2 Down

Stacy Lewis (73)

Only two birdies in 36 holes for Lewis over the Marquess Course along with eight bogeys and two doubles resulted in a shockingly poor showing for the former British Open champ. Lewis finished fourth at Woburn in 2016 but couldn’t make anything happen this time around, hitting 15 fairways and 21 greens. That’s three missed cuts in the majors for the former No. 1, who will need a pick to make this year’s Solheim Cup team.

Lydia Ko (30)

Brutal week for Ko, who beat only one player in the field – Laura Davies – after carding rounds of 76-80. The Kiwi hit only 14 fairways over two rounds. The former No. 1 used to look automatic on the golf course, now looks paralyzed by too much thought.

Euro Tour

2 Up

Romain Langasque (94)

The Frenchman is having the best year of his career since turning pro three years ago. He has five top-10 finishes, including runner-up in the South African Open, and third place showings in the Made in Denmark and Scottish Open. He sits 18th on the European Tour’s Race to Dubai, pretty good for a player who was 151st in his last full European Tour season (2017). Langasque is averaging 70.14 strokes a round this season and under 30 putts, with an average of 29.65. Expect him to qualify for the DP World Tour Championship, Dubai, the Euro Tour’s season finale.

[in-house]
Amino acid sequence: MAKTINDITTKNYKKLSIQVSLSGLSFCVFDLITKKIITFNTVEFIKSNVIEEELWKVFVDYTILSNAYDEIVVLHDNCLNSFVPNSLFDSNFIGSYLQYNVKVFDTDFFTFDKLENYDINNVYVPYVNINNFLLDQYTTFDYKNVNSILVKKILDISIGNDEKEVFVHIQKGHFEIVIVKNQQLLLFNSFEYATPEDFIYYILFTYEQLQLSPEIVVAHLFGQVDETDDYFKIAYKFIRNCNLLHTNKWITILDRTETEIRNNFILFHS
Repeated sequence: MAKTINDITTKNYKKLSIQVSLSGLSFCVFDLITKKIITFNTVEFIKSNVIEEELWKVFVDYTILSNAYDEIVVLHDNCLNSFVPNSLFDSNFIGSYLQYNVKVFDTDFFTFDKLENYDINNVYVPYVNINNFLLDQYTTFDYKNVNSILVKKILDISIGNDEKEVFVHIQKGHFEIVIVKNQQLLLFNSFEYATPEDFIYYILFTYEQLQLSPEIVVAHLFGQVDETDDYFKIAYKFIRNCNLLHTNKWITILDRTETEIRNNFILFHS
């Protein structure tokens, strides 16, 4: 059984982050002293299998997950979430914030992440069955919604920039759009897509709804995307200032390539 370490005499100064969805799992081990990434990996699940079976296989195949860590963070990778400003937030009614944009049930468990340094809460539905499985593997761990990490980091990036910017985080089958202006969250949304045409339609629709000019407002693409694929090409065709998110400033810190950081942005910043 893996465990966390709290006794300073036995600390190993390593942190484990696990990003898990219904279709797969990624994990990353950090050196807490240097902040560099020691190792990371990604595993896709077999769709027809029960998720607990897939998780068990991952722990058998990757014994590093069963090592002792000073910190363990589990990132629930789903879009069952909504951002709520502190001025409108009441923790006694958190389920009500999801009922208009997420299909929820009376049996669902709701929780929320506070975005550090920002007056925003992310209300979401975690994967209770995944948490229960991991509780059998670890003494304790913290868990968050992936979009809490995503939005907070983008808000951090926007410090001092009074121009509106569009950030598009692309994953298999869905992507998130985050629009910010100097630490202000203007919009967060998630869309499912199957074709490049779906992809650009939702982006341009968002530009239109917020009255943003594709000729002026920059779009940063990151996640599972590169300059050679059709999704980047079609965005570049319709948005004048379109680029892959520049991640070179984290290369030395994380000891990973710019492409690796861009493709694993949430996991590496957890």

Jorge Campillo (115)

The University of Indiana alumnus finally got his first win this season after many years of frustration since turning pro in 2009. Victory in the Trophee Hassan II didn’t come out of the blue. The Spaniard warmed up for his Moroccan victory with three top threes in his previous four tournaments. He had back-to-back seconds in Oman and Qatar, and was third in India before he finally grabbed his first Euro Tour trophy. The former Big Ten Golfer of the Year is benefitting from improved distance off the tee and hitting more greens in regulation. He’s averaging over 300 yards per drive, and hitting 73.35 percent of fairways.

2 Down

Martin Kaymer (83)

The German seems to falter just when you think he’s on his way back. The former World No. 1 has three top 10s this season. He was third in The Memorial and T-9 in the Irish Open. He seemed to be on the verge of a decent week in the Wyndham Championship when he opened with a 66. However, he was nine shots worse in the second round with a 75. He missed the cut as a result. Consistency is clearly what the two-time major winner needs if he’s to get back among the world’s elite.

Alex Noren (74)

Hard to believe the hard-working Swede is still looking for his first top 10 of the season considering he had seven wins between 2015-2018. Noren made the cut in the Wyndham Championship but he was so far down the field he was never in contention. That’s been the case this year for the one time Oklahoma State player. He only occupies one top-50 position in standard stats on the PGA Tour. He’s 48th in driving distance with a 300.7 yard average off the tee. However, he’s 158th in greens in regulation and 106th in driving accuracy. No wonder he’s struggling to contend.